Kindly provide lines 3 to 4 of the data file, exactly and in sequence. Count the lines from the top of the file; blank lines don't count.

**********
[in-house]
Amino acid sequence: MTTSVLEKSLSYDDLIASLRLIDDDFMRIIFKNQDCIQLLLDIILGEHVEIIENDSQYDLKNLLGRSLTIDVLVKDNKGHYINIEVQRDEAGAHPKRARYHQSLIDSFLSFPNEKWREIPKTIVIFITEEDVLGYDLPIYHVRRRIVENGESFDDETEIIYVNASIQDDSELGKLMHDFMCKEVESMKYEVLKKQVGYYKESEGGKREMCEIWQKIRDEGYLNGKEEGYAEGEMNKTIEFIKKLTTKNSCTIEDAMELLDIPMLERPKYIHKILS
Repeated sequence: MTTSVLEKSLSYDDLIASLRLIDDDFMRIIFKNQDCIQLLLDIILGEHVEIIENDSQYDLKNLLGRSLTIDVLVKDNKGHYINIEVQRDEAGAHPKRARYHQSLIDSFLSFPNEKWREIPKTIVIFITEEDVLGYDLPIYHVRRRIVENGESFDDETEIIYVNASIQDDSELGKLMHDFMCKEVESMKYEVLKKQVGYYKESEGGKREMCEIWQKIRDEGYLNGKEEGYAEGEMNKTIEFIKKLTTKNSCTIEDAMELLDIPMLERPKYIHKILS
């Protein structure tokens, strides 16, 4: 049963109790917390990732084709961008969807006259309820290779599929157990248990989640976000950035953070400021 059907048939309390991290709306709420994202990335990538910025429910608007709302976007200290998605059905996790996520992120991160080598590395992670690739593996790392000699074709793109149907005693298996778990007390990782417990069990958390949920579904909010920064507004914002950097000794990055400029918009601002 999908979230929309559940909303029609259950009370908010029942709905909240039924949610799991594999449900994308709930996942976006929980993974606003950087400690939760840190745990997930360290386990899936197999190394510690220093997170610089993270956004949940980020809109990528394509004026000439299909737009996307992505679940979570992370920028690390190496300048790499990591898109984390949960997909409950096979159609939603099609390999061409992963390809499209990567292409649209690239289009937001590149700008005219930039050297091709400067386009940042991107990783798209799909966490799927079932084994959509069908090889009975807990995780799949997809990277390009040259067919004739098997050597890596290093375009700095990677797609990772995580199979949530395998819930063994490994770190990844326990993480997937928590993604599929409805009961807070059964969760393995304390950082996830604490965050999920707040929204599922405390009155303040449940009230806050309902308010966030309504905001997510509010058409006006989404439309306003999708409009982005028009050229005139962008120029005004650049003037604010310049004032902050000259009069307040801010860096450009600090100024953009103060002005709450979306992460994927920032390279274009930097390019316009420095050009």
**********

Repeated sequence: MTTSVLEKSLSYDDLIASLRLIDDDFMRIIFKNQDCIQLLLDIILGEHVEIIENDSQYDLKNLLGRSLTIDVLVKDNKGHYINIEVQRDEAGAHPKRARYHQSLIDSFLSFPNEKWREIPKTIVIFITEEDVLGYDLPIYHVRRRIVENGESFDDETEIIYVNASIQDDSELGKLMHDFMCKEVESMKYEVLKKQVGYYKESEGGKREMCEIWQKIRDEGYLNGKEEGYAEGEMNKTIEFIKKLTTKNSCTIEDAMELLDIPMLERPKYIHKILS
């Protein structure tokens, strides 16, 4: 049963109790917390990732084709961008969807006259309820290779599929157990248990989640976000950035953070400021 059907048939309390991290709306709420994202990335990538910025429910608007709302976007200290998605059905996790996520992120991160080598590395992670690739593996790392000699074709793109149907005693298996778990007390990782417990069990958390949920579904909010920064507004914002950097000794990055400029918009601002 999908979230929309559940909303029609259950009370908010029942709905909240039924949610799991594999449900994308709930996942976006929980993974606003950087400690939760840190745990997930360290386990899936197999190394510690220093997170610089993270956004949940980020809109990528394509004026000439299909737009996307992505679940979570992370920028690390190496300048790499990591898109984390949960997909409950096979159609939603099609390999061409992963390809499209990567292409649209690239289009937001590149700008005219930039050297091709400067386009940042991107990783798209799909966490799927079932084994959509069908090889009975807990995780799949997809990277390009040259067919004739098997050597890596290093375009700095990677797609990772995580199979949530395998819930063994490994770190990844326990993480997937928590993604599929409805009961807070059964969760393995304390950082996830604490965050999920707040929204599922405390009155303040449940009230806050309902308010966030309504905001997510509010058409006006989404439309306003999708409009982005028009050229005139962008120029005004650049003037604010310049004032902050000259009069307040801010860096450009600090100024953009103060002005709450979306992460994927920032390279274009930097390019316009420095050009």